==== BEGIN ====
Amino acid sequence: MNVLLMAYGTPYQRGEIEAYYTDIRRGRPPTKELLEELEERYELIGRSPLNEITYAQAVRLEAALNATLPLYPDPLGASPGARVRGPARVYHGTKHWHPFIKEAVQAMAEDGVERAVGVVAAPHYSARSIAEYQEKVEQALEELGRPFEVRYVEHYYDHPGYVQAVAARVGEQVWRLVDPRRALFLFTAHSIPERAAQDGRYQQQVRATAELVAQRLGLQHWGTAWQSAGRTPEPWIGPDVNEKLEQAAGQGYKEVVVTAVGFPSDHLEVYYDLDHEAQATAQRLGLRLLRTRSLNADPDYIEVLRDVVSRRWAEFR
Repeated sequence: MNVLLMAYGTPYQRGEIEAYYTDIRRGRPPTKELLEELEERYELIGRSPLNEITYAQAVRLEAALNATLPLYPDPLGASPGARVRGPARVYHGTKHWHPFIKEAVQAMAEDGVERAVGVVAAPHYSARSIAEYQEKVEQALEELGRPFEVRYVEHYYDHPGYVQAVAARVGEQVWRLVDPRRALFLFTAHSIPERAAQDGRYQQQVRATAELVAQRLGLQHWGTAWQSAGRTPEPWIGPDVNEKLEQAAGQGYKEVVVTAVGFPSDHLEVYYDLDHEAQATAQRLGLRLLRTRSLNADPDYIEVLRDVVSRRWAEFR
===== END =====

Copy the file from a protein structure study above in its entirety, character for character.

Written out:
Amino acid sequence: MNVLLMAYGTPYQRGEIEAYYTDIRRGRPPTKELLEELEERYELIGRSPLNEITYAQAVRLEAALNATLPLYPDPLGASPGARVRGPARVYHGTKHWHPFIKEAVQAMAEDGVERAVGVVAAPHYSARSIAEYQEKVEQALEELGRPFEVRYVEHYYDHPGYVQAVAARVGEQVWRLVDPRRALFLFTAHSIPERAAQDGRYQQQVRATAELVAQRLGLQHWGTAWQSAGRTPEPWIGPDVNEKLEQAAGQGYKEVVVTAVGFPSDHLEVYYDLDHEAQATAQRLGLRLLRTRSLNADPDYIEVLRDVVSRRWAEFR
Repeated sequence: MNVLLMAYGTPYQRGEIEAYYTDIRRGRPPTKELLEELEERYELIGRSPLNEITYAQAVRLEAALNATLPLYPDPLGASPGARVRGPARVYHGTKHWHPFIKEAVQAMAEDGVERAVGVVAAPHYSARSIAEYQEKVEQALEELGRPFEVRYVEHYYDHPGYVQAVAARVGEQVWRLVDPRRALFLFTAHSIPERAAQDGRYQQQVRATAELVAQRLGLQHWGTAWQSAGRTPEPWIGPDVNEKLEQAAGQGYKEVVVTAVGFPSDHLEVYYDLDHEAQATAQRLGLRLLRTRSLNADPDYIEVLRDVVSRRWAEFR